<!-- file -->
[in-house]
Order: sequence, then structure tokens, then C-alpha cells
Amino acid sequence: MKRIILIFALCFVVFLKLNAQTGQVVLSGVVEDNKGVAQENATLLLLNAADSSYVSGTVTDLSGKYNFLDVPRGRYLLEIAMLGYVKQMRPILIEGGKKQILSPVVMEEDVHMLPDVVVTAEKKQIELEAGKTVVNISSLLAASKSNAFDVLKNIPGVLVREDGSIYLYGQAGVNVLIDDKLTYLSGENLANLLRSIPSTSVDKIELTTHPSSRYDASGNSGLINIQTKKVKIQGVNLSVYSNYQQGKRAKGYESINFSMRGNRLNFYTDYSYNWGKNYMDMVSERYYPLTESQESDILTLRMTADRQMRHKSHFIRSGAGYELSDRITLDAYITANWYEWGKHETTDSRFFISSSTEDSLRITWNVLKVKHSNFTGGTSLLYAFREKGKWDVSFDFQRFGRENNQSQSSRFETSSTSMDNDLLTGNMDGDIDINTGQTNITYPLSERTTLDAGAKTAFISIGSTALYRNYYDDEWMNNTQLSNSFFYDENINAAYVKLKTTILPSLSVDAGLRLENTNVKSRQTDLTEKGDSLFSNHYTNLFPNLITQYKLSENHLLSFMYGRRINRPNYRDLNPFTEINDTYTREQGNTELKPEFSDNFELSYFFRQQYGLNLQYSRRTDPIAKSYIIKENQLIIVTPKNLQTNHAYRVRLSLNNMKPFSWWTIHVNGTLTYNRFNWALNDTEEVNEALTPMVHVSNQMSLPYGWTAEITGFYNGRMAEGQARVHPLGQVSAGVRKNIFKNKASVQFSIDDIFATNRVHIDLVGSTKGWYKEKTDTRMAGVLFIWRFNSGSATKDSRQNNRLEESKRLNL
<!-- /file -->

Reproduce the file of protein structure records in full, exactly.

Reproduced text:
[in-house]
Order: sequence, then structure tokens, then C-alpha cells
Amino acid sequence: MKRIILIFALCFVVFLKLNAQTGQVVLSGVVEDNKGVAQENATLLLLNAADSSYVSGTVTDLSGKYNFLDVPRGRYLLEIAMLGYVKQMRPILIEGGKKQILSPVVMEEDVHMLPDVVVTAEKKQIELEAGKTVVNISSLLAASKSNAFDVLKNIPGVLVREDGSIYLYGQAGVNVLIDDKLTYLSGENLANLLRSIPSTSVDKIELTTHPSSRYDASGNSGLINIQTKKVKIQGVNLSVYSNYQQGKRAKGYESINFSMRGNRLNFYTDYSYNWGKNYMDMVSERYYPLTESQESDILTLRMTADRQMRHKSHFIRSGAGYELSDRITLDAYITANWYEWGKHETTDSRFFISSSTEDSLRITWNVLKVKHSNFTGGTSLLYAFREKGKWDVSFDFQRFGRENNQSQSSRFETSSTSMDNDLLTGNMDGDIDINTGQTNITYPLSERTTLDAGAKTAFISIGSTALYRNYYDDEWMNNTQLSNSFFYDENINAAYVKLKTTILPSLSVDAGLRLENTNVKSRQTDLTEKGDSLFSNHYTNLFPNLITQYKLSENHLLSFMYGRRINRPNYRDLNPFTEINDTYTREQGNTELKPEFSDNFELSYFFRQQYGLNLQYSRRTDPIAKSYIIKENQLIIVTPKNLQTNHAYRVRLSLNNMKPFSWWTIHVNGTLTYNRFNWALNDTEEVNEALTPMVHVSNQMSLPYGWTAEITGFYNGRMAEGQARVHPLGQVSAGVRKNIFKNKASVQFSIDDIFATNRVHIDLVGSTKGWYKEKTDTRMAGVLFIWRFNSGSATKDSRQNNRLEESKRLNL